How Our Life History Shapes Our Accumulated Risk of Diabetes: An Evolutionary Perspective

Posted on 17.12.2020

A British visiting professor will refine his theoretical models during his stay in Denmark. The goal is better diabetes prevention tailored to the individual’s life history.

Working internationally is in researchers’ DNA. In that respect, Professor Jonathan Wells of University College London is in a class of his own, and he will bring with him knowledge from research in Brazil, Peru, Ethiopia, Malawi, Nepal, Iceland, Denmark and elsewhere when he now comes to the Steno Diabetes Center Copenhagen as a visiting professor.

It is the Danish Diabetes Academy (DDA) that has made this possible with a grant of DKK 225,750, and among other things this will mean that Jonathan Wells can add Greenland to the long list of places where he has gained new knowledge of why some people are at greater risk than others of developing disease.

Researching type 2 diabetes and gestational diabetes
Jonathan Wells is Professor of Anthropology and Paediatric Nutrition, and during his visiting professorship he will be researching type 2 diabetes and gestational diabetes.

‘By combining new evolutionary biological theories, unique Danish registries and Danish and foreign cohort studies, we want to understand how the accumulation of risk factors such as undernourishment and infections early in life, and excess weight and stress throughout life, affect the incidence of type 2 diabetes and gestational diabetes later in life’, says Jonathan Wells.

The overall aim is to get a better understanding of how different environments shape a person’s future risk of diabetes and thereby, in the long term, to contribute to the development of more effective prevention strategies that will be more adaptable than in the past to the individual’s life history. Jonathan Wells points out that some risk factors are to a great extent shaped by the geographical environment we live in. For example, environments with extremes of heat, cold or altitude will promote the stress response.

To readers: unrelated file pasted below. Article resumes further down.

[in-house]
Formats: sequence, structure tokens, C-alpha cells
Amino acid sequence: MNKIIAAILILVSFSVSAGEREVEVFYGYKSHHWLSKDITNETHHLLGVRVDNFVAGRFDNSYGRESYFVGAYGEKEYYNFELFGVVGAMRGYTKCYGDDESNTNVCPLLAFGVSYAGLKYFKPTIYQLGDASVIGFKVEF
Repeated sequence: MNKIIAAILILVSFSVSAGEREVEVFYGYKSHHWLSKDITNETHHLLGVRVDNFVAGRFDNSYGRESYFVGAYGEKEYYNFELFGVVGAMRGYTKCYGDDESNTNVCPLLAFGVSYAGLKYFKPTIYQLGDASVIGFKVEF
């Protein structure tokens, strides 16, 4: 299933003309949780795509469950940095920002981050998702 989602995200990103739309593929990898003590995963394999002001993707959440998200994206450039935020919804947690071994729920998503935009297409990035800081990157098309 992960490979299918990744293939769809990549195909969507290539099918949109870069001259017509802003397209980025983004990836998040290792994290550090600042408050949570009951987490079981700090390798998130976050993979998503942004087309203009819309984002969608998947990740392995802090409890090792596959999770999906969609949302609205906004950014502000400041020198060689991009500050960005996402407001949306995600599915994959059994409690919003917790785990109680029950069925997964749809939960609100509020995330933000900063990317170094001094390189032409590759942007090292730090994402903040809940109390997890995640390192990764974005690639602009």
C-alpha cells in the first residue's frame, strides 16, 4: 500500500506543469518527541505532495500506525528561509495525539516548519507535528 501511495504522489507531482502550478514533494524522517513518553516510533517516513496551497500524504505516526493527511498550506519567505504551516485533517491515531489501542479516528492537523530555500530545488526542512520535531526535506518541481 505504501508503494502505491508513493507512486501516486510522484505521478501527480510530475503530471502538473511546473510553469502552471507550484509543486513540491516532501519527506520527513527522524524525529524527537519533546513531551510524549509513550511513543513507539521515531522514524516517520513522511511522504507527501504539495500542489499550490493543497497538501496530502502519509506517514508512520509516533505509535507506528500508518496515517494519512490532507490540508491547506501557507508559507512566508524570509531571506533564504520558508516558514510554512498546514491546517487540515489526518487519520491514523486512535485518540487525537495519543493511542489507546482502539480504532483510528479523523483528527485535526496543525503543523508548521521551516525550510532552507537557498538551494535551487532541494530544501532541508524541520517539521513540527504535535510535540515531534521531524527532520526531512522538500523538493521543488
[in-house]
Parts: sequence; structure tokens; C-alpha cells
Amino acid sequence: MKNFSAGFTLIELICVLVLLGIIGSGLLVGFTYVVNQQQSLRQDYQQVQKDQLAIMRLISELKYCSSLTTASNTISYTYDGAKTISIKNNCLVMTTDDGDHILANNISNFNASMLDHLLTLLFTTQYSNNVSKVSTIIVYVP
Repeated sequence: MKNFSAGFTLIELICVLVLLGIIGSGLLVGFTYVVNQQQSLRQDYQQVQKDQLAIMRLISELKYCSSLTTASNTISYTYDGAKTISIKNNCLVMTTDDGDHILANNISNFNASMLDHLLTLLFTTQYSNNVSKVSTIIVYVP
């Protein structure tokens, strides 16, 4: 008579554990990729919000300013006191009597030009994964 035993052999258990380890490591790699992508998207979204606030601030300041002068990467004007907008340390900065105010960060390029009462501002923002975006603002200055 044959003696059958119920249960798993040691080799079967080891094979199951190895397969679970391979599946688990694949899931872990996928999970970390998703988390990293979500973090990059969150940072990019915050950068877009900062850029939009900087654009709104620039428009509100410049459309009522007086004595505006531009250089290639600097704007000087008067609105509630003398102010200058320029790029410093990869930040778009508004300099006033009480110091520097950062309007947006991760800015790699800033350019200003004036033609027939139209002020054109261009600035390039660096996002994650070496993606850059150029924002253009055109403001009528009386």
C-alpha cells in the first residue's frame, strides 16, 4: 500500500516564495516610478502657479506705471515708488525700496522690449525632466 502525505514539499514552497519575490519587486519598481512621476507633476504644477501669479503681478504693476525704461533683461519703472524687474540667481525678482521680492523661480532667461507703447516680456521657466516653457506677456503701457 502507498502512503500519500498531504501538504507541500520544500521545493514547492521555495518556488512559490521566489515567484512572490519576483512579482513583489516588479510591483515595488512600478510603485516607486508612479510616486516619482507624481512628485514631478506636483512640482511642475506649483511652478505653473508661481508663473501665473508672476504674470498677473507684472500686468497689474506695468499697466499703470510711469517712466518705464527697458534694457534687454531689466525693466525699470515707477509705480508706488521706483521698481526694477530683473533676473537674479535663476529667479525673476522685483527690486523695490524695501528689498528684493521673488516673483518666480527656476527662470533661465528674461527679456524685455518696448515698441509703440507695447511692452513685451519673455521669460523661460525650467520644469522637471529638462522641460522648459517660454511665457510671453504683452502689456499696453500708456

Until now, most of the British anthropologist’s travels have been in hot countries, but Ilisimatusarfik, the University of Greenland, will now enter the picture, as will – beside the Steno Diabetes Center Copenhagen – the University of Copenhagen and the University of Southern Denmark, where he will work with Professor Marit Jørgensen on the risk of getting diabetes in Greenland.

Jonathan Wells has been collaborating for many years with Danish researchers, not least Senior Researcher Gregers Stig Andersen of the Steno Diabetes Center Copenhagen, who is to be his host. Among other things, he will take part in the supervision of Rasmus Wibæk MSc PhD’s postdoctoral work, which is also funded by the DDA. Wibæk is researching the relationship between childhood growth and risk factors for obesity, type 2 diabetes and cardiovascular disease.

Facts
Name and title: Professor Jonathan CK Wells, UCL Great Ormond Street Institute of Child Health, University College London, UK

Awarded DKK 225,750 by the Danish Diabetes Academy.

Project title: Developing an Evolutionary Approach to Type 2 and Gestational Diabetes.

Research centres: Steno Diabetes Center Copenhagen/University of Copenhagen and University of Southern Denmark

Host: Senior Researcher Gregers Stig Andersen

Email: jonathan.wells@ucl.ac.uk

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